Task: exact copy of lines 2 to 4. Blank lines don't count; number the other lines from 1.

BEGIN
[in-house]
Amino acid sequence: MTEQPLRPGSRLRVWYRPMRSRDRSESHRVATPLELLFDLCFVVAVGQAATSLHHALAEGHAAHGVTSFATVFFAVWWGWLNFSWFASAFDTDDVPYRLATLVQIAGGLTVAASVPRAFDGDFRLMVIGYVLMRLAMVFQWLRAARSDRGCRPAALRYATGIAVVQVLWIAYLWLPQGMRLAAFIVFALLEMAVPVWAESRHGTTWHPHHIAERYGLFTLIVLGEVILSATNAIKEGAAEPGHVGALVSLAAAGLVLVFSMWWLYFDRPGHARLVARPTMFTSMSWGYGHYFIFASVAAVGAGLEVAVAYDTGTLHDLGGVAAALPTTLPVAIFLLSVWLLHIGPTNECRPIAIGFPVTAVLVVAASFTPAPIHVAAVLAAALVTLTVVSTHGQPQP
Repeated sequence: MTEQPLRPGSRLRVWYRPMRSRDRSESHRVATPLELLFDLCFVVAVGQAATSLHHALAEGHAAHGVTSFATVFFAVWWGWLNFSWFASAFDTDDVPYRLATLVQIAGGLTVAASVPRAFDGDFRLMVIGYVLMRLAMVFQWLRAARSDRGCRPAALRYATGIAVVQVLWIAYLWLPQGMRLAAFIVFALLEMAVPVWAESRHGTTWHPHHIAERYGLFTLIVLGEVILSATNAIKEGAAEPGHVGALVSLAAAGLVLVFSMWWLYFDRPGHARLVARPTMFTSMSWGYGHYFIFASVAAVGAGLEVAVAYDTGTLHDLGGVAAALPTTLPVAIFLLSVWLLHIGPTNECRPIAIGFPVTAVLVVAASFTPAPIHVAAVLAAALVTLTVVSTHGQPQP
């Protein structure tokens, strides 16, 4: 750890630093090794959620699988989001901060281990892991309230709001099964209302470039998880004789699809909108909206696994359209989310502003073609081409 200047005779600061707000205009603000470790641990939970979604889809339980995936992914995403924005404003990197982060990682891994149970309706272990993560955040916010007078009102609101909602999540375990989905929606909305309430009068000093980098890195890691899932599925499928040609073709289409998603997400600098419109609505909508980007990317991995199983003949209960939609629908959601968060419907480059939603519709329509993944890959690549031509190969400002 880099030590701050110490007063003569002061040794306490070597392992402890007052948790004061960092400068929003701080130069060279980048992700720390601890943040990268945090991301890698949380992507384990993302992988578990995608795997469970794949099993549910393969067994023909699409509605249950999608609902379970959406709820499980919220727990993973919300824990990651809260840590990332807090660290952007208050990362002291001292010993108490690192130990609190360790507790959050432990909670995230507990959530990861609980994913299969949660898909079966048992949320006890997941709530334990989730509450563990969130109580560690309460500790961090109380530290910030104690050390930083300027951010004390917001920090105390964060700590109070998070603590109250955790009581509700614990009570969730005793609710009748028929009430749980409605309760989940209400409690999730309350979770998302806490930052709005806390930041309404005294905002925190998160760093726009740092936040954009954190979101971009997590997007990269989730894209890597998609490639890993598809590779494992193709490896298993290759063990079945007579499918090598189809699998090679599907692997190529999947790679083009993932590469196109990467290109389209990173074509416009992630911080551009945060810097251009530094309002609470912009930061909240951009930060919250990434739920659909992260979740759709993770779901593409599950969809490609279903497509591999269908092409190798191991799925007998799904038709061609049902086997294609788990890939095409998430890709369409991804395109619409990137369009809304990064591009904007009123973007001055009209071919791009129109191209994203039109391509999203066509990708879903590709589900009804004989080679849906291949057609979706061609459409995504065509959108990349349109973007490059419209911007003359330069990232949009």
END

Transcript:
Amino acid sequence: MTEQPLRPGSRLRVWYRPMRSRDRSESHRVATPLELLFDLCFVVAVGQAATSLHHALAEGHAAHGVTSFATVFFAVWWGWLNFSWFASAFDTDDVPYRLATLVQIAGGLTVAASVPRAFDGDFRLMVIGYVLMRLAMVFQWLRAARSDRGCRPAALRYATGIAVVQVLWIAYLWLPQGMRLAAFIVFALLEMAVPVWAESRHGTTWHPHHIAERYGLFTLIVLGEVILSATNAIKEGAAEPGHVGALVSLAAAGLVLVFSMWWLYFDRPGHARLVARPTMFTSMSWGYGHYFIFASVAAVGAGLEVAVAYDTGTLHDLGGVAAALPTTLPVAIFLLSVWLLHIGPTNECRPIAIGFPVTAVLVVAASFTPAPIHVAAVLAAALVTLTVVSTHGQPQP
Repeated sequence: MTEQPLRPGSRLRVWYRPMRSRDRSESHRVATPLELLFDLCFVVAVGQAATSLHHALAEGHAAHGVTSFATVFFAVWWGWLNFSWFASAFDTDDVPYRLATLVQIAGGLTVAASVPRAFDGDFRLMVIGYVLMRLAMVFQWLRAARSDRGCRPAALRYATGIAVVQVLWIAYLWLPQGMRLAAFIVFALLEMAVPVWAESRHGTTWHPHHIAERYGLFTLIVLGEVILSATNAIKEGAAEPGHVGALVSLAAAGLVLVFSMWWLYFDRPGHARLVARPTMFTSMSWGYGHYFIFASVAAVGAGLEVAVAYDTGTLHDLGGVAAALPTTLPVAIFLLSVWLLHIGPTNECRPIAIGFPVTAVLVVAASFTPAPIHVAAVLAAALVTLTVVSTHGQPQP
């Protein structure tokens, strides 16, 4: 750890630093090794959620699988989001901060281990892991309230709001099964209302470039998880004789699809909108909206696994359209989310502003073609081409 200047005779600061707000205009603000470790641990939970979604889809339980995936992914995403924005404003990197982060990682891994149970309706272990993560955040916010007078009102609101909602999540375990989905929606909305309430009068000093980098890195890691899932599925499928040609073709289409998603997400600098419109609505909508980007990317991995199983003949209960939609629908959601968060419907480059939603519709329509993944890959690549031509190969400002 880099030590701050110490007063003569002061040794306490070597392992402890007052948790004061960092400068929003701080130069060279980048992700720390601890943040990268945090991301890698949380992507384990993302992988578990995608795997469970794949099993549910393969067994023909699409509605249950999608609902379970959406709820499980919220727990993973919300824990990651809260840590990332807090660290952007208050990362002291001292010993108490690192130990609190360790507790959050432990909670995230507990959530990861609980994913299969949660898909079966048992949320006890997941709530334990989730509450563990969130109580560690309460500790961090109380530290910030104690050390930083300027951010004390917001920090105390964060700590109070998070603590109250955790009581509700614990009570969730005793609710009748028929009430749980409605309760989940209400409690999730309350979770998302806490930052709005806390930041309404005294905002925190998160760093726009740092936040954009954190979101971009997590997007990269989730894209890597998609490639890993598809590779494992193709490896298993290759063990079945007579499918090598189809699998090679599907692997190529999947790679083009993932590469196109990467290109389209990173074509416009992630911080551009945060810097251009530094309002609470912009930061909240951009930060919250990434739920659909992260979740759709993770779901593409599950969809490609279903497509591999269908092409190798191991799925007998799904038709061609049902086997294609788990890939095409998430890709369409991804395109619409990137369009809304990064591009904007009123973007001055009209071919791009129109191209994203039109391509999203066509990708879903590709589900009804004989080679849906291949057609979706061609459409995504065509959108990349349109973007490059419209911007003359330069990232949009």